Referring to a Smoothbore as a Smoothie

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Yup no sense of humor in the old days
 

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Notchy Bob

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That habit of adding an "-ie" or "-y" to a noun is called "diminutivization." I understand the Dutch even do it to verbs. Anyway, it implies familiarity with the subject (as in calling your wife "wifey"... Which I would never do) but it can sometimes also be used sarcastically, or for belittling a person. I think it has always been used with proper names, like "John" becomes "Johnny," or a French man might be nicknamed "Frenchy," but I don't know when the widespread application to more common nouns got started. I kind of think it may be a 20th century phenomenon. If you really want to see it over-used, visit a knife forum. Slip-joint folding knives are "slippies," knives inspired by the one carried by Horace Kephart are "Keppies," and knives of the style carried by George "Nessmuk" Sears are "Nessies."

I do a lot of reading in the literature of the 19th century frontier, and I don't recall ever seeing the term, "smoothie" in reference to a smooth bored gun. I think brother @Daryl Crawford is right, in that they typically would have said musket, fusee, fowling piece, or just "gun." Rifles were called rifles, and I think it was understood that "guns" were smoothbored. They hyphenated a lot more than we do now, also... Smooth-bore, powder-horn, shot-pouch, etc.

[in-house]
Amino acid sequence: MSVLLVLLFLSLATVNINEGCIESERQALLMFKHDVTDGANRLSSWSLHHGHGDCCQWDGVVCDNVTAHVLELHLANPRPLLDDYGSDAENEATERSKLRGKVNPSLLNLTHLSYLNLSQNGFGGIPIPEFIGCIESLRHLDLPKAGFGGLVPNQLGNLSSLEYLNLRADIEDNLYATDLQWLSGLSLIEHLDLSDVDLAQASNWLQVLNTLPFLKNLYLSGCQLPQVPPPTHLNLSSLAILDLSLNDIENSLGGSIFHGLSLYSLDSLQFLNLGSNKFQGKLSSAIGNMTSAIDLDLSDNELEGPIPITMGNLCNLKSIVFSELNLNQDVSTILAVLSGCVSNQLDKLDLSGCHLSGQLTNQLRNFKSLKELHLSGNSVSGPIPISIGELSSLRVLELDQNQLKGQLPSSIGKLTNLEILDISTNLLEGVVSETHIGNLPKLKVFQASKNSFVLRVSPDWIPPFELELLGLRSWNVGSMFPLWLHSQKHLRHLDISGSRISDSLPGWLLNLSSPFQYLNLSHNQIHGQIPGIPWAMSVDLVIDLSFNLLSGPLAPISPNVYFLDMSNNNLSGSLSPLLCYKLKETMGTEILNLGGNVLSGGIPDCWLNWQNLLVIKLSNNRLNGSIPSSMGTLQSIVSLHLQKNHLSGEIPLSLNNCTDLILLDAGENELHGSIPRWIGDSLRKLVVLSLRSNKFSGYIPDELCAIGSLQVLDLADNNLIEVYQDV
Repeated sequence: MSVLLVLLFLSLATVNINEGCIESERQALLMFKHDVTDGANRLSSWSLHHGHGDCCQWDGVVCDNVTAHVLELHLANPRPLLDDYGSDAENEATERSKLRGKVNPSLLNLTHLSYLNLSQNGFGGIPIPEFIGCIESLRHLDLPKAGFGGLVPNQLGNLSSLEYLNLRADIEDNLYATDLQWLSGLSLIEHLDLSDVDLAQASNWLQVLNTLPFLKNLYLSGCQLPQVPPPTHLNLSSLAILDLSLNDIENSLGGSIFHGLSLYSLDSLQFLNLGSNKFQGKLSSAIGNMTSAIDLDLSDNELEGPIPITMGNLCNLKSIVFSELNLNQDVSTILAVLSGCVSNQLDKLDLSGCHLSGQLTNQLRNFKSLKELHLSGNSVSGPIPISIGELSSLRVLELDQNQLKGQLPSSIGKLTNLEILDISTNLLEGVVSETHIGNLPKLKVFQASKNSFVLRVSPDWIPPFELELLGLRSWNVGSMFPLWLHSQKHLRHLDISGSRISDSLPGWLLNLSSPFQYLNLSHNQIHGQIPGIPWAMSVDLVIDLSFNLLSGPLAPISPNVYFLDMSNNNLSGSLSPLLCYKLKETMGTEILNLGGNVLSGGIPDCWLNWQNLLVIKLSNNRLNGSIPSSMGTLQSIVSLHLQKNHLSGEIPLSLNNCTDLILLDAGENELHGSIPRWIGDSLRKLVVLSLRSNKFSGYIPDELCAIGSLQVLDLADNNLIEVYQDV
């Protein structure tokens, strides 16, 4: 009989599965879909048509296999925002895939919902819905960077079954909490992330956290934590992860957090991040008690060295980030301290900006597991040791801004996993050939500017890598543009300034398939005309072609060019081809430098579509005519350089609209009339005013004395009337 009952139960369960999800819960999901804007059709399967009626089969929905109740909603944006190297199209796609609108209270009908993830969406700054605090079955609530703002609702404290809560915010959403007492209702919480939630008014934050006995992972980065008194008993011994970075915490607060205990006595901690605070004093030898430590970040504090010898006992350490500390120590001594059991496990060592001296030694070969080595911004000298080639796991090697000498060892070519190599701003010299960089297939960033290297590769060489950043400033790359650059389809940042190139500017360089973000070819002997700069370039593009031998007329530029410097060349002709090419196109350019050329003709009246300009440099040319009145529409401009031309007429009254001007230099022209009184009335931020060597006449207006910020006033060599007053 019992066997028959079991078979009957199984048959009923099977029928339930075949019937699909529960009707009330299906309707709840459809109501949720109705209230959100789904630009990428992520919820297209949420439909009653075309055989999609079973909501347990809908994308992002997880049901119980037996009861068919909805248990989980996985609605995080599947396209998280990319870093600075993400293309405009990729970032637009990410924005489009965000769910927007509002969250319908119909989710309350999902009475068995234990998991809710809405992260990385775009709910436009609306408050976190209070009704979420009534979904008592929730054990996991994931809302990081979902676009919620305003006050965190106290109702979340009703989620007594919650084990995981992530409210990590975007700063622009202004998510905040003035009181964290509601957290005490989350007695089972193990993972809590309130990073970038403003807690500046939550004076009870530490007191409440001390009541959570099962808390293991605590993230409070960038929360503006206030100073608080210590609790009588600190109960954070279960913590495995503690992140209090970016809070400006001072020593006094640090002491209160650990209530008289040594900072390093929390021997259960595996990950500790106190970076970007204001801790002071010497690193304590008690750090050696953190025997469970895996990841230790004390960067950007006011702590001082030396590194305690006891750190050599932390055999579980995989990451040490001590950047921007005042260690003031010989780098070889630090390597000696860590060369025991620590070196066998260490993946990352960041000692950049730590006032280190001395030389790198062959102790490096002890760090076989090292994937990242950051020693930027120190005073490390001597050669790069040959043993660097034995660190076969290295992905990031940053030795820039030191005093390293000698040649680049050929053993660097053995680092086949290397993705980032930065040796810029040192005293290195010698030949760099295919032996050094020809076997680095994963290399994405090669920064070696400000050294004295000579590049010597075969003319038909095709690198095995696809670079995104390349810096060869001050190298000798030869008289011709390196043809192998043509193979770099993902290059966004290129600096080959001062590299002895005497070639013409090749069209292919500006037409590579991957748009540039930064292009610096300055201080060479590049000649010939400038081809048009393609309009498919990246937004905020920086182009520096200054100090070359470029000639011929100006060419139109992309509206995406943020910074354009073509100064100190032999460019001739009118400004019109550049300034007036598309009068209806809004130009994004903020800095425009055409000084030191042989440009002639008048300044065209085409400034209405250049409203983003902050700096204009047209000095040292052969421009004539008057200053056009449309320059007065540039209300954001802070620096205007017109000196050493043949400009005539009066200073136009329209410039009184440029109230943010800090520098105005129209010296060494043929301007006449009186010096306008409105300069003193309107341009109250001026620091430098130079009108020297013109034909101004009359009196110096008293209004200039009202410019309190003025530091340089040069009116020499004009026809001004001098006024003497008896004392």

Other terms I have never seen in the old-time literature are "hawk" (for tomahawk), "rondy" or "voo" for rendezvous, or "flinter" for flintlock. The writers of the time spelled these words out. A "cant" or "argot" is a lexicon used by a special interest group, and words like these are prime examples. Sometimes the form of one's speech is a type of elitism... If you can't talk the talk, you don't belong. Remember "Valley Girls"? Jokesters used to have a lot of fun with the way they spoke. I worked in hospitals for close to thirty years, and found the medical community has a very broad and colorful language of its own. You could probably say the same thing for almost any profession.

Mountain men of the Rocky Mountain fur trade did in fact develop an argot of their own. Ruxton was fascinated by their speech, and did his best to commit it to paper. I believe the real mountain men were very much an elitist group, and they used their own peculiar words and expressions intentionally to set themselves apart from emigrants and greenhorns. However, the language they spoke back then, based on written documentation, was very different from the the "buckskinner" speech you hear tossed around today.

In my own opinion, words are artifacts, just as rifles and moccasins and scalping knives are artifacts. Serious reenactors try very hard to get their clothing and equipment "correct" for the place and time that interests them, and it would seem reasonable that they would try to recover and use the dialect and lexicon of the period, also. However, we might as well face the fact that we are 21st century people pursuing this hobby for recreational purposes. I think it is likely that a great many modern rendezvous devotees are probably happier with their modern-day mountain man fantasy dialect, as it helps provide a sense of belonging in real time. As long as they are not misleading folks they are trying to educate with regard to 19th century life, I don't see a thing wrong with that.